Nablus, Palestine. Getting there is not obvious.

A curatorial statement on Bait al Karama

Gabi Scardi

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Nablus, Palestine. Getting there is not obvious. We need to change several buses and pass a series of checkpoints.

Beatrice Catanzaro has done this route countless times over several years. Nablus has become home for her. Since here she has set up Bait al Karama, a far-reaching project, a multi-purpose center for women in the ancient heart of the city.

Bait al Karama wants to be first and foremost a place dedicated to local cuisine and a cooking school. It also offers services to the community and is a center of cultural activities, completely run by women and aimed at the development and training of women’s skills. Among the partners of the enterprise, together with the artist, a woman from Nablus, Fatima Kadumy.

Bait al Karama means House of Dignity and was coined by Kadumy.

In Nablus, in the Palestinian Territory, society is still based on the separation between genders. The project of an aggregation center run by local women gives tangible form to a request for representation and recognition, for liveability, rights, and opportunities that in a situation dominated by a conflict coming from ‘outside” threatens to be overshadowed. But Beatrice Catanzaro has immersed herself in the local context which she has experienced from the inside; the painfully tragic character of the place but also its complexity, contradictions, vitality. And she has established personal fraternal ties.

The project was born from openness, attention, willingness to listen, and observation of existing conditions and cultural dimensions. She noted needs, desires, and capabilities; recovered practices, lifestyles, and consumption patterns. Based on this knowledge, she has been working from the inside, to strengthen civic life. The project that spurred required a long process to root in the context, and is therefore inseparable from the place and situation for which it was born. In a city where freedom is killed by the occupation, she did not allow the exceptional nature of the project to take over. Instead, she insisted on when the individual connects to the community, trying to make possible the emergence of new forms of coexistence and socialization. The project included for its leaders’ several trips to Europe: opportunities that would be unthinkable outside of the project. Also, on this aspect of the project, there were many obstacles: the situation of the special status of the Occupied Territories is further complicated by being female travelers. Nothing could be taken for granted.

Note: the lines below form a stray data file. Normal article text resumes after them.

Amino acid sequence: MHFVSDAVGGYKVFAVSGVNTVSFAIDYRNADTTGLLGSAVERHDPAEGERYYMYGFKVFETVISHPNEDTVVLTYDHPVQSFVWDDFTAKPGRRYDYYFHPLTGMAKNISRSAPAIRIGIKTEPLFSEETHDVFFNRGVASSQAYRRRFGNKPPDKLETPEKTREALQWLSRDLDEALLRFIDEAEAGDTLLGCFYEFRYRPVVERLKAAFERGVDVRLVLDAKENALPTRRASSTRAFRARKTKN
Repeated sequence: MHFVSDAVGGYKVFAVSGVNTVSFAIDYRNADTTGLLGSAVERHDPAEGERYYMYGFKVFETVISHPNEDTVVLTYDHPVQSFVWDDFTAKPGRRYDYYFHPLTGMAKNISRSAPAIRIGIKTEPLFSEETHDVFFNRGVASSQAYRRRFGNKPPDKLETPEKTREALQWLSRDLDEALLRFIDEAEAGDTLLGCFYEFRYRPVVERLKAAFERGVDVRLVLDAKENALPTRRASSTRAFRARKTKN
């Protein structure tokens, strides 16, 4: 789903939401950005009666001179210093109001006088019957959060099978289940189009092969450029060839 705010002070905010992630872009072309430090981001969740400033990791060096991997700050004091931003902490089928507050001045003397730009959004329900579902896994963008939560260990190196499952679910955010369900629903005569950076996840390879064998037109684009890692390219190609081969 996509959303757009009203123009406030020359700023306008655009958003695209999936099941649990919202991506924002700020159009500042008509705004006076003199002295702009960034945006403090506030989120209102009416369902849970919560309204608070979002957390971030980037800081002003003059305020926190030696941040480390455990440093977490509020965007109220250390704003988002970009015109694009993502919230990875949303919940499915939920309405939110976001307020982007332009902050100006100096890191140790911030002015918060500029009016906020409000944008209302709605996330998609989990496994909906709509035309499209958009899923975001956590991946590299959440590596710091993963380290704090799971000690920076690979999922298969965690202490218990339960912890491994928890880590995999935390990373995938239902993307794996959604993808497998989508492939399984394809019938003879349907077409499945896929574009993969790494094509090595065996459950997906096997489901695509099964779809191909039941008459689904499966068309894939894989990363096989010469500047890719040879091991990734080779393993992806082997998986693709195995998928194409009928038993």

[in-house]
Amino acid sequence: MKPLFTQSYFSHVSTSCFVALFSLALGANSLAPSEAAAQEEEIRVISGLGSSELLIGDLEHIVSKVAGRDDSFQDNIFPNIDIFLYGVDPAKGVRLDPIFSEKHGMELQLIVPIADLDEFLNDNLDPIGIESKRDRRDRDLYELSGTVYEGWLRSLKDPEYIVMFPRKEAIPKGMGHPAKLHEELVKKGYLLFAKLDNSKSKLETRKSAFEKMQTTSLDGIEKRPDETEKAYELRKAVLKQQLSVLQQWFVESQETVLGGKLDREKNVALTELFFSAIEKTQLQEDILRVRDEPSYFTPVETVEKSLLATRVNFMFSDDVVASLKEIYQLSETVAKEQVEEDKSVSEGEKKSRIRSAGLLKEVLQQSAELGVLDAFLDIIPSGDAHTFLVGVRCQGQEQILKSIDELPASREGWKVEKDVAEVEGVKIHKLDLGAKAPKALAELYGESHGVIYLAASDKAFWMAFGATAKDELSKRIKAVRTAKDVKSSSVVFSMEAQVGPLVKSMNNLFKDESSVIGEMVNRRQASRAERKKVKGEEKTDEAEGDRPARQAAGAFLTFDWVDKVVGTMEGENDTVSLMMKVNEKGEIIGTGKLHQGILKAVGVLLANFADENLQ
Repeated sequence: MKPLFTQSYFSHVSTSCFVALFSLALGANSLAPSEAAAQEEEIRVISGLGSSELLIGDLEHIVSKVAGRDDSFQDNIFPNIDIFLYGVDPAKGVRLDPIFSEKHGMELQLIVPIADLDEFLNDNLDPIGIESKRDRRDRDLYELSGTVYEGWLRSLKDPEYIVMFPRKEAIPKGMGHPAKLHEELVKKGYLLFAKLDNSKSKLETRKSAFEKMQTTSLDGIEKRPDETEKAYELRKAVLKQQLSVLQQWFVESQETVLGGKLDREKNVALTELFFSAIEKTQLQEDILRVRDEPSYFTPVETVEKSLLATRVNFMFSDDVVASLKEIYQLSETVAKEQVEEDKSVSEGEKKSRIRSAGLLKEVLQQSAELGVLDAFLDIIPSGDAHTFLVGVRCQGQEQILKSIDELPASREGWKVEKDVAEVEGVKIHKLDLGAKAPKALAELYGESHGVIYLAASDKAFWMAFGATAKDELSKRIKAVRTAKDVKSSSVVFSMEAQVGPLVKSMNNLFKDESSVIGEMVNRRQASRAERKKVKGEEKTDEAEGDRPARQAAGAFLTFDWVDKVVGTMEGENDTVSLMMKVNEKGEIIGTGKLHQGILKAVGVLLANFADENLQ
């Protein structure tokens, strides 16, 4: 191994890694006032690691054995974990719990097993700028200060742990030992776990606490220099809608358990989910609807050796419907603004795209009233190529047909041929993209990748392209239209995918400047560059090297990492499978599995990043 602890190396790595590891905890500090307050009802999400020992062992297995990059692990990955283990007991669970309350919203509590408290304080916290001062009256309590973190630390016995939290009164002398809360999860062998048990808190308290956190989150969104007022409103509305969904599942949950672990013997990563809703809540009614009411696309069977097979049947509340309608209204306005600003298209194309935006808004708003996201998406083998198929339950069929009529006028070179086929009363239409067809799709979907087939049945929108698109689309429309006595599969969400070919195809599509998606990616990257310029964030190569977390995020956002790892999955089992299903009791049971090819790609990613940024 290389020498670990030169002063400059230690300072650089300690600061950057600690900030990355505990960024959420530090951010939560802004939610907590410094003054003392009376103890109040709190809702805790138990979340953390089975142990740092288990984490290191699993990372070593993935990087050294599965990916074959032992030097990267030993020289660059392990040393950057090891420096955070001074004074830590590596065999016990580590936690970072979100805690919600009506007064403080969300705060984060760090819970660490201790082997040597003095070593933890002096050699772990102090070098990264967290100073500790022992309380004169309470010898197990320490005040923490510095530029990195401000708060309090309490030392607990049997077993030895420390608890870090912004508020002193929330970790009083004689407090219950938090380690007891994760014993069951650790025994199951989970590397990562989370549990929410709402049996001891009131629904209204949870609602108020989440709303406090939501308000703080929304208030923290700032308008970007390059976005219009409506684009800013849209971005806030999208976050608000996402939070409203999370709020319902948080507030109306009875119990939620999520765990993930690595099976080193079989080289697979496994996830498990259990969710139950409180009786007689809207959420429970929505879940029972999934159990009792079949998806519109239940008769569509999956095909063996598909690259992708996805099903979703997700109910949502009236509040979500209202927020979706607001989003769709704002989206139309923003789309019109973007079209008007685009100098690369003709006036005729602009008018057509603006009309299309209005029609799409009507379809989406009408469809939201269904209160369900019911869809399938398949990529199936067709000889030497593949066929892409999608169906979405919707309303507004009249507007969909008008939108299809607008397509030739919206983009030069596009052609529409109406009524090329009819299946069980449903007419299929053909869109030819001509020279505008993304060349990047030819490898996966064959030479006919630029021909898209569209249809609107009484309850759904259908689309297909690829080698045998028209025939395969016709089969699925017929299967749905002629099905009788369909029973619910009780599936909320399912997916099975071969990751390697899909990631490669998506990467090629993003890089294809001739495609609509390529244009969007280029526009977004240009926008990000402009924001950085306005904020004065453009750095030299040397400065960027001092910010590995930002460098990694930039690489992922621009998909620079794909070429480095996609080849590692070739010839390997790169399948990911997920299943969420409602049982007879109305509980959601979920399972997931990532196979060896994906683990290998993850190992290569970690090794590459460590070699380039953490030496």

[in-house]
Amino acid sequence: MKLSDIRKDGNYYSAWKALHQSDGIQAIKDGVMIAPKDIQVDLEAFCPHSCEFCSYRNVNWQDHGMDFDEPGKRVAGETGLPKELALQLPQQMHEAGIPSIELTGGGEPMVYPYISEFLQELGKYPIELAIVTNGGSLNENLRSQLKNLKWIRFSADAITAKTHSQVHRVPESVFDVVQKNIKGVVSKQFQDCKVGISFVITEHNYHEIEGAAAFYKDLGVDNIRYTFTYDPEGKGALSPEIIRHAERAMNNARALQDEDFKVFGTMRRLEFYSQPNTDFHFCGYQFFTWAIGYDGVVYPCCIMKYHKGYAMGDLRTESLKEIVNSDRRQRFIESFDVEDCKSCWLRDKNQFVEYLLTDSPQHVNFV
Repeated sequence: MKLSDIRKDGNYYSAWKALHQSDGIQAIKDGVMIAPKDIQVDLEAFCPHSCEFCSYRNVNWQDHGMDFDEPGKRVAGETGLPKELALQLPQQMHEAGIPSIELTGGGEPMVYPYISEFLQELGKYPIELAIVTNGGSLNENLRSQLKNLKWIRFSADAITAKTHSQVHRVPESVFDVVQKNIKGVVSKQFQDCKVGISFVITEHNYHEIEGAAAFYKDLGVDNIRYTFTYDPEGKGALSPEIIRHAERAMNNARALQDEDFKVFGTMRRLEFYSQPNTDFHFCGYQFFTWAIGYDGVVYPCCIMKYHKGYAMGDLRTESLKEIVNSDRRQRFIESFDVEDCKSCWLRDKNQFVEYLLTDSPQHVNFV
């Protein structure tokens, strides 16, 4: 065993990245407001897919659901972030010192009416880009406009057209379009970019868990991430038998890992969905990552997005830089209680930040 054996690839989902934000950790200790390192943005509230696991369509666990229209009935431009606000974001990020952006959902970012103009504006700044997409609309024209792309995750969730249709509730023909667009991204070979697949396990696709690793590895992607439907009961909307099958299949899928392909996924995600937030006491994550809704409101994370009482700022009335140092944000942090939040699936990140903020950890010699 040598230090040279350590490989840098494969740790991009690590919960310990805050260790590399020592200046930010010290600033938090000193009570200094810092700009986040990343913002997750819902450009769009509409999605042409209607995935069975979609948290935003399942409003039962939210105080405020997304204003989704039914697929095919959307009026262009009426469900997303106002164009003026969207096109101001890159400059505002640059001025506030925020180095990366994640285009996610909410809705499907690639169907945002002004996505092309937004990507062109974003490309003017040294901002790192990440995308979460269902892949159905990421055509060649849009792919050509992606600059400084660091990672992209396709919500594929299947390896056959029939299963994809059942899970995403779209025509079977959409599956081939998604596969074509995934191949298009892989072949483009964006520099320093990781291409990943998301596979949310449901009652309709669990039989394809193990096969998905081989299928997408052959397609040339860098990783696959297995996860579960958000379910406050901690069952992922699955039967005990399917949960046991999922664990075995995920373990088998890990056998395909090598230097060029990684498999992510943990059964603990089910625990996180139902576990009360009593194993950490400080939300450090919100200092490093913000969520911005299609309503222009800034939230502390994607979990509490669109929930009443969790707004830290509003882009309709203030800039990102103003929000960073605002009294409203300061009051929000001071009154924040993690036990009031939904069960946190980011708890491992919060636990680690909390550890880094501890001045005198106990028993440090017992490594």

Catanzaro has been able to maintain the focus on the project while taking into account the fact that not only does it intersects the broader political issues, but constitutes a declination. The bet is that the initiative can continue independently. In a region where the tragic conflict pervades every aspect of daily life impoverishing and flattening it, talking about empowerment, active citizenship, and long-term undertaking is already in itself a gamble. Doing it means having shown great courage, vision, and generative energies.
Bait al Karama has the form of history lived directly; the complexity of a project that is not reducible to any model; the viability of a process that is still open to development; the strength of an archetypal intervention. The feelings that you have, in front of the immense work of Catanzaro, are that of a deep humanity and resilience; tenacity; choices taken lucidly with a great ability to catalyze energy; a belief in democracy, transformation, emancipation, and auto-determination.


featured image ©Tanya Habjouqa

Gabi Scardi is an acclaimed art curator, scholar, and critic.  She lives and works in Milano and Rome.  In Rome, she is the curator of MAXXI (Italy’s NationalMuseum of 21st Century Arts), and co-director of the European Course for Contemporary Art Curators (CECAC), together with Roberto Pinto.
Scardi teaches Contemporary Art and Public Art at several institutions, including Cattolica University, Domus Academy and Trento School of Management. She is also a correspondent for the Sunday cultural supplement of the Il Sole 24 ore newspaper and for various local and international art publications and has initiated various conferences on contemporary art.
Her credo and her broad cultural activities are based on the idea that art is not simply about pleasure.  She believes art has a central role in the development of any urban or national culture, in the formulation of values, and in the way these values are transmitted to the public.  This is why she seeks to promote interaction between cultural institutions and the community, and stresses the importance of non-profit art organizations and museums.